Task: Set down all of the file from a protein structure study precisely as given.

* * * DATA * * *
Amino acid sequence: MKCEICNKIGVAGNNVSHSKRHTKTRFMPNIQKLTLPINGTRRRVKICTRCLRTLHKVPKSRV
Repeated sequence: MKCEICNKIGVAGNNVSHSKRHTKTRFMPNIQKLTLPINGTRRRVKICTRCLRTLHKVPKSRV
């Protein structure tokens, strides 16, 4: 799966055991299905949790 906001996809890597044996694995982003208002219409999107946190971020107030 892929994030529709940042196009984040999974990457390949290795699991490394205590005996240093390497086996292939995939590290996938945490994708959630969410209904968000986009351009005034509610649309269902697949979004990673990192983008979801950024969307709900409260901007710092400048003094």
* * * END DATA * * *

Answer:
Amino acid sequence: MKCEICNKIGVAGNNVSHSKRHTKTRFMPNIQKLTLPINGTRRRVKICTRCLRTLHKVPKSRV
Repeated sequence: MKCEICNKIGVAGNNVSHSKRHTKTRFMPNIQKLTLPINGTRRRVKICTRCLRTLHKVPKSRV
């Protein structure tokens, strides 16, 4: 799966055991299905949790 906001996809890597044996694995982003208002219409999107946190971020107030 892929994030529709940042196009984040999974990457390949290795699991490394205590005996240093390497086996292939995939590290996938945490994708959630969410209904968000986009351009005034509610649309269902697949979004990673990192983008979801950024969307709900409260901007710092400048003094």